Brooklyn food pantry goes digital

July 16, 2008 4:16:06 PM PDT
A food pantry in Brooklyn is using a high-tech digital screen to help shoppers select their foods.St. John's Bread and Life in Bedford-Stuyvesant isn't a supermarket, it's a soup kitchen. It's the place where Darlene Tanner does her grocery shopping.

With the swipe of a card, she begins to shop via a computer. Her order is filled in the food pantry in the back. The system cost nearly $75,000 and was paid for through donations. It is believed to be the first of its kind in America.

Sister Madeline Kavanagh at first thought a computerized pantry would be a challenge. But she quickly became a convert and thinks it will empower clients because it allows them to choose what they want to eat.

The system also encourages healthy eating. Each month, a client gets 400 points worth of food. The more unhealthy an item, the more points deducted. And finally, there's less waste, since clients are ordering food they like to eat and aren't just receiving a bag of items that are in stock.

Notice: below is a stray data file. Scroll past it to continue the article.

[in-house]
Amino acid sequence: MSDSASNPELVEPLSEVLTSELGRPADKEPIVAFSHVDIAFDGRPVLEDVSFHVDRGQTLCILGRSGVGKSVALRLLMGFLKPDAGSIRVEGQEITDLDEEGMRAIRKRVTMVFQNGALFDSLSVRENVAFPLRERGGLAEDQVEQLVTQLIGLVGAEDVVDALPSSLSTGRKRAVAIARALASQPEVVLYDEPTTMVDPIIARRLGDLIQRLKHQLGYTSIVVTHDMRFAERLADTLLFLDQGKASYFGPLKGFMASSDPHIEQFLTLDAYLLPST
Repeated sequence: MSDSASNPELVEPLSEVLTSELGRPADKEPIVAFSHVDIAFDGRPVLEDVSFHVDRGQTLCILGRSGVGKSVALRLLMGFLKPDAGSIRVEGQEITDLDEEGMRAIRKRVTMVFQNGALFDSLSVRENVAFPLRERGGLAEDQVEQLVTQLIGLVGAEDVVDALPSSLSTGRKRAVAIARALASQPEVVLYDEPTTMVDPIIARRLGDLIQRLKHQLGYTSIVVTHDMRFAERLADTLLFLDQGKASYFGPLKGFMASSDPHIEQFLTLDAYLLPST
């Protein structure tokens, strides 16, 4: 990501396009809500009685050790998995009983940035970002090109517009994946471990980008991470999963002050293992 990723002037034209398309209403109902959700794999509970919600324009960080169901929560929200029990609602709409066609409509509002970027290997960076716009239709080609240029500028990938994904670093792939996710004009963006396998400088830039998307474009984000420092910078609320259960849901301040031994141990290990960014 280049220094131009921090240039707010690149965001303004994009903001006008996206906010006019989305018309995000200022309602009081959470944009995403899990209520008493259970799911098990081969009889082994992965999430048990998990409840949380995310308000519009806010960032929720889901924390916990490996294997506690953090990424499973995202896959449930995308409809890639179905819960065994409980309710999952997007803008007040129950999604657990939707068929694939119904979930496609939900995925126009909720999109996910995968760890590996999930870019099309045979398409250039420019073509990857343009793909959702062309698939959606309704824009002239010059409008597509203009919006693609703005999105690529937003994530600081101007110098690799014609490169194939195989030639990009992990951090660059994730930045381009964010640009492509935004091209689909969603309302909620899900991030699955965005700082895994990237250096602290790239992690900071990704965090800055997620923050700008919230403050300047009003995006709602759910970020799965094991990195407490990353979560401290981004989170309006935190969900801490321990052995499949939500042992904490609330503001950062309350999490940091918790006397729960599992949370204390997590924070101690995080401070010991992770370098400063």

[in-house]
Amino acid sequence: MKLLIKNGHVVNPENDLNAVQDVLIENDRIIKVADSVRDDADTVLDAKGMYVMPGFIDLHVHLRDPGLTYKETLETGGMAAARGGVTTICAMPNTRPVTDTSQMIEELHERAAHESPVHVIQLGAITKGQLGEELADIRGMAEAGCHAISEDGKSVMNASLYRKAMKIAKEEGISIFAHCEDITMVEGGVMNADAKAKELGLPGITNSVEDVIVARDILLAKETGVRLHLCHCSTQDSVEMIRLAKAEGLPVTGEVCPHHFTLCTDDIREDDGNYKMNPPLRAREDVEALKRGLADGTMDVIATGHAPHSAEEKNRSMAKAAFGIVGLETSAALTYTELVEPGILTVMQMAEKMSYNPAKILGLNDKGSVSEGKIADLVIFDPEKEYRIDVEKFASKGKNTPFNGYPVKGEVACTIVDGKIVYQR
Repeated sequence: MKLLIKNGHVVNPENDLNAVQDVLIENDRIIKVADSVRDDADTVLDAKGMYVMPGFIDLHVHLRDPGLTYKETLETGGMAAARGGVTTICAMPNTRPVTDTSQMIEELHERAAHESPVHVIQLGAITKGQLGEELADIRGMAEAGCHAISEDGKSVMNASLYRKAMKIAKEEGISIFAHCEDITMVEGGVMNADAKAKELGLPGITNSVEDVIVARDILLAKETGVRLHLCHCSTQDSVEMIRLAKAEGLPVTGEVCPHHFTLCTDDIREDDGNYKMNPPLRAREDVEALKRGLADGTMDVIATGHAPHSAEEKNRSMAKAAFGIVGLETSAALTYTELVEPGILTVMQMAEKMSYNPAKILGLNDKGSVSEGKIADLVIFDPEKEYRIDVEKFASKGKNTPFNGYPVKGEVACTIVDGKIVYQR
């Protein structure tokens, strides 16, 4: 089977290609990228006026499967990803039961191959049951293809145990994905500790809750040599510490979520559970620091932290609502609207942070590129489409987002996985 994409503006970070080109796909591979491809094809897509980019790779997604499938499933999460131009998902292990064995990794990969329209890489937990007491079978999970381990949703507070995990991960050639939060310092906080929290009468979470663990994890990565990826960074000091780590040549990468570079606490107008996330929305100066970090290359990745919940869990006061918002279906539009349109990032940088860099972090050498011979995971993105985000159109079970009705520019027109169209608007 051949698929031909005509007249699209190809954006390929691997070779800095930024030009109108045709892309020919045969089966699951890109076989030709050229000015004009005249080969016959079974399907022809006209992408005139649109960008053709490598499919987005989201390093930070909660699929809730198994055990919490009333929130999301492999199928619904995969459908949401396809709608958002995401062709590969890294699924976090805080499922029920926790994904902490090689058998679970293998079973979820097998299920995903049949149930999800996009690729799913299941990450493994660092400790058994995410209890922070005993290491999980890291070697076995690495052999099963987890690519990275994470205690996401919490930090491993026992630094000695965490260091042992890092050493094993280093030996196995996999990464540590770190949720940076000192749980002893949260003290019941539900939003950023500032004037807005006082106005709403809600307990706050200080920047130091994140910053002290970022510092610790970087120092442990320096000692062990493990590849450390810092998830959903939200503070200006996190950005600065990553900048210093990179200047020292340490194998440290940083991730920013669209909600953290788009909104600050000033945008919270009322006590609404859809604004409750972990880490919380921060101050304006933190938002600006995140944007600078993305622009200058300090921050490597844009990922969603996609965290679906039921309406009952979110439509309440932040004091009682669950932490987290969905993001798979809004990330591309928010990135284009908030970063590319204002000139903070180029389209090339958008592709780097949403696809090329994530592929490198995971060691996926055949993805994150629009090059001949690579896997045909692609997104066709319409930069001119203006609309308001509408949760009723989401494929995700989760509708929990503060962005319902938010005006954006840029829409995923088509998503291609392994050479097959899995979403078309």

It's a virtual shopping experience that can do some real good.

"I love it," Tanner said. "It gives you an opportunity to pick exactly what you need, because of lot of times you go to a pantry and they give you things you don't eat or you really don't need or don't like."

For more information, visit BreadAndLife.org.

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STORY BY: Eyewitness News reporter Lauren Glassberg.

WEB PRODUCED BY: Bill King


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